Pain Syndromes are Sometimes Beyond Surgery Alone
Although surgery is effective for a multitude of pain processes, it cannot solve all of the syndromes occurring in patients. At times, surgery may even be counter-productive. What may have begun as a mechanical process, sometimes, if occurring for a long enough period, may have morphed into a Central or Peripheral Nervous System Syndrome, and may require additional maneuvers other than surgery.
Currently, a new technology has emerged to treat elements of these syndromes. Dorsal Root Ganglion stimulation, or DRG, is a technology which places stimulator leads near the dorsal root ganglion in order to “short circuit” the pain syndrome. The leads can be placed easily and removed after a trial period. Early trials are promising.
In some cases, surgery will have effectively treated the mechanical problem. If however, a mechanical problem has lingered for a long period, the patient may fall into the category above, even after the surgical “fix,” and therefore require an additional option. As new technologies like DRG emerge, surgeons and pain management specialists have increasing options to help their patients.
Are Urgent Care Centers as good as Emergency Rooms?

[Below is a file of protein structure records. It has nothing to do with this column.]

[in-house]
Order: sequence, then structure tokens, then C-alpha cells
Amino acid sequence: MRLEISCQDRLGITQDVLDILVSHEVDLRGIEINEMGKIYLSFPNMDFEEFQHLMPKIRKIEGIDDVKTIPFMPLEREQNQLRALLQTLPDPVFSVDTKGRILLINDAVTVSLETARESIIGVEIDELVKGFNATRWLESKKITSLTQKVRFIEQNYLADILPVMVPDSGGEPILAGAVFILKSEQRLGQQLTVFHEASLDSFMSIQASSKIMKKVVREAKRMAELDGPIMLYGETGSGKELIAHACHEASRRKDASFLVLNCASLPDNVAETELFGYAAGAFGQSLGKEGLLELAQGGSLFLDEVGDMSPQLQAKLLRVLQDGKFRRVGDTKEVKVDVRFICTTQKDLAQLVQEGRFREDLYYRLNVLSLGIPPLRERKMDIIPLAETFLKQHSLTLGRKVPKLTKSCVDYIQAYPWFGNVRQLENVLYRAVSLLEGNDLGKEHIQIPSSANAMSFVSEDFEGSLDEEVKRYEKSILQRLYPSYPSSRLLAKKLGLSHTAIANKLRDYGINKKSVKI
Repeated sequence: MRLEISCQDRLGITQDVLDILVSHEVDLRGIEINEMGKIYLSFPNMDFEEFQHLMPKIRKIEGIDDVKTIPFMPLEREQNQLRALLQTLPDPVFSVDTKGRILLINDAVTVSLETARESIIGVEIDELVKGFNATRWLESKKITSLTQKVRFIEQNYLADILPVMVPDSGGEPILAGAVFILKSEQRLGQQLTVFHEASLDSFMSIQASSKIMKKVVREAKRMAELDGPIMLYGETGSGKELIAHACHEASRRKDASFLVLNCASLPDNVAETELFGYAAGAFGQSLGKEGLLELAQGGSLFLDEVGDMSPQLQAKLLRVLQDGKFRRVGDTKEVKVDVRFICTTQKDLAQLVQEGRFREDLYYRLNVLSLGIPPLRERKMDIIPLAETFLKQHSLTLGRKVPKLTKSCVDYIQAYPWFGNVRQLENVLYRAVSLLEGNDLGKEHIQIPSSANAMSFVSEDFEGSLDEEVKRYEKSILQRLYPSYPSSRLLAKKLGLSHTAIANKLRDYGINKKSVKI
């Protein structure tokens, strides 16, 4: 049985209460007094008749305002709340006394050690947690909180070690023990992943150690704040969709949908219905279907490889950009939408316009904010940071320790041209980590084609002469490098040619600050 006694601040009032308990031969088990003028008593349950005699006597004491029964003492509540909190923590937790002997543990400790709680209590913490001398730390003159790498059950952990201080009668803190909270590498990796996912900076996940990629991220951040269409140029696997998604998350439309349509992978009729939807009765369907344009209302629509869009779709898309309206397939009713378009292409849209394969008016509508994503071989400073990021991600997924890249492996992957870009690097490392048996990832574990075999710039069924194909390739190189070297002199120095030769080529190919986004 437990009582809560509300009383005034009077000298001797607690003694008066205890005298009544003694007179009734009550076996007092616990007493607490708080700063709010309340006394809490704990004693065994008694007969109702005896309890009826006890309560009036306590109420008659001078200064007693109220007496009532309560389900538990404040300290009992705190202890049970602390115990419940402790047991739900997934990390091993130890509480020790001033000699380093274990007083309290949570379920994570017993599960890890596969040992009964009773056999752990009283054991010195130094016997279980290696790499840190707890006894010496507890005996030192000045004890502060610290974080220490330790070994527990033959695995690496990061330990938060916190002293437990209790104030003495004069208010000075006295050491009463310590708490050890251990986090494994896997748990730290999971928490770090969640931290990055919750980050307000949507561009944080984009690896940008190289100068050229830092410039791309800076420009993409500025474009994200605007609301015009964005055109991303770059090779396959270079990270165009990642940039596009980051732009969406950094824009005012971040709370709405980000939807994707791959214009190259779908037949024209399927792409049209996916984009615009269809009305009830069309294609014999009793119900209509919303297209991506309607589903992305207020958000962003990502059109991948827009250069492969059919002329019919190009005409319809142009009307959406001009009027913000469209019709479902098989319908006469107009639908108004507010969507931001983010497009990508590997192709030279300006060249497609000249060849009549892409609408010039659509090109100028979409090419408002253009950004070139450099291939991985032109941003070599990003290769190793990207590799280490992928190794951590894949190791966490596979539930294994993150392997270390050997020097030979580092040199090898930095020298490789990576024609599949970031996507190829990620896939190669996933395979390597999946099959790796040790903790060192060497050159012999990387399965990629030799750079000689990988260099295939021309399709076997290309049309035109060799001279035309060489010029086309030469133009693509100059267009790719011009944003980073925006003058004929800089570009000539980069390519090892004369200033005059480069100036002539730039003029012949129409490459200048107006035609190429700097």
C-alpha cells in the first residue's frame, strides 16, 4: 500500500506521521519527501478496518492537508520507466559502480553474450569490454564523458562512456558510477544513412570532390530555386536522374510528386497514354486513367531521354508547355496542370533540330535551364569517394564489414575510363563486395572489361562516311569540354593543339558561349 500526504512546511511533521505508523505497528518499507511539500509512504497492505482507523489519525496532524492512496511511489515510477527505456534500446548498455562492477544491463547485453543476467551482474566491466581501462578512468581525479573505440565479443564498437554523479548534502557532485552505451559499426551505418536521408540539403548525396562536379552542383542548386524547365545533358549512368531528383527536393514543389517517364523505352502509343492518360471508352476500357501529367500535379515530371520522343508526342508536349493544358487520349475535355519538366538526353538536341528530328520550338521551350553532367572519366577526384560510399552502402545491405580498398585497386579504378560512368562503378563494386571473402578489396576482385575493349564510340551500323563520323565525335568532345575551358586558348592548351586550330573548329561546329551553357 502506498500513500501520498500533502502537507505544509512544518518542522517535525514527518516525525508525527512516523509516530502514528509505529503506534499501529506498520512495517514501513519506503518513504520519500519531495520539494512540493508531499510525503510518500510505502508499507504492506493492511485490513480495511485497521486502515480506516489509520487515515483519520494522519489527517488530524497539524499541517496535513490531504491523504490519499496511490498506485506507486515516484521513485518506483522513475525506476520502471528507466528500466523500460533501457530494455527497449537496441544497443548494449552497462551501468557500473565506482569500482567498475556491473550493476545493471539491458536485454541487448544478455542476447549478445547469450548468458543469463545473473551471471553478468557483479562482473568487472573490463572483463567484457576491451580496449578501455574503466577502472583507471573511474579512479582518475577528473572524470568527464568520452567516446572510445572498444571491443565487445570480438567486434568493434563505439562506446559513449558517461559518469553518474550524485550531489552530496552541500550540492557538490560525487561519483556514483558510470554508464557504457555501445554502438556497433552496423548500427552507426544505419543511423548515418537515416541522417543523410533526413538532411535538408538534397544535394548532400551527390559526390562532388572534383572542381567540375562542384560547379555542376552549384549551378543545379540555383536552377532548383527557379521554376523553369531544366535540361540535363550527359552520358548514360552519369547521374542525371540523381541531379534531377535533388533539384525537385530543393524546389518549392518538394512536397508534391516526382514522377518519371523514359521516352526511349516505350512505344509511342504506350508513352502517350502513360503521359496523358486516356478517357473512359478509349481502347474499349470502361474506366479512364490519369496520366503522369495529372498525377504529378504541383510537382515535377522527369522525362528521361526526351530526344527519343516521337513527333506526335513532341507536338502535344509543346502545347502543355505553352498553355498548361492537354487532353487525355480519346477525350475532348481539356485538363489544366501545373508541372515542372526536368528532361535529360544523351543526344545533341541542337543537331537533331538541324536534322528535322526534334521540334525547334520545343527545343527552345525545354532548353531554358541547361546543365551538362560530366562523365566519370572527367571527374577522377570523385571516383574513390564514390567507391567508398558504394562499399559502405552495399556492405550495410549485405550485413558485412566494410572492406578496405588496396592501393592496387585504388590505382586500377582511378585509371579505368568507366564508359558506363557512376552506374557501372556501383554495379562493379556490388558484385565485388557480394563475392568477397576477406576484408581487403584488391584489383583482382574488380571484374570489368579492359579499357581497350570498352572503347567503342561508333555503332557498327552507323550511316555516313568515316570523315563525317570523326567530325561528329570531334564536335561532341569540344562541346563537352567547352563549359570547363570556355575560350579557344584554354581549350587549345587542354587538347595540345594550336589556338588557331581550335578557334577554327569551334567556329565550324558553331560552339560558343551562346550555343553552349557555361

So you ate that fish taco last night and you woke up this morning not feeling too good. You’re a little queezy, a little sweaty, and even toast for breakfast seems like a bad idea. You go to the Urgent Care Center because its close, easy, and, well, they’re doctors, right?
From a practical perspective, I can see why this seems like a good idea. From the surgeon’s perspective, which is one of a person who comes to the OR to operate on the “missed diagnoses” for appendicitis, diverticulitis, or perforated ulcers, I am very wary of the newest and latest. The simple fact is that the Urgent Care Center is only as good as the doctor, or other type of health care professional, covering at that moment. In most cases, there is no CT scanner to make the acurate diagnosis. In most cases, this is probably fine. Probably.
Sometimes, though, being the surgeon operating on the missed diagnosis, while doing the case which could have been more accurately diagnosed 72 hours earlier, I would disagree.
Advancing Technology in Surgery
As the age of minimally invasive surgery continues to progress, modalities for operating are becoming more and more sophisticated. Robotic surgery and Single port surgery are just two of the plethora of recent examples. In many ways, this phenomenon is driven by technological breakthrough. There are, however, other forces at work, not the least of which is the medical device industry. As with all advances, the advent of new technology has to be supported, but also evaluated to an exceedingly high degree. Just because a technology becomes available does not mean it is in the best interests of the patient or the society as a whole. To this end, General and Laparoscopic Surgeons is both learning and evaluating new technologies for its patients on a constant basis. Our recent attendance at both the American College of Surgeons (ACS), and the Society of American Gastrointestinal and Endoscopic Surgeons (SAGES) represents the continued devotion we have to patient care and the future.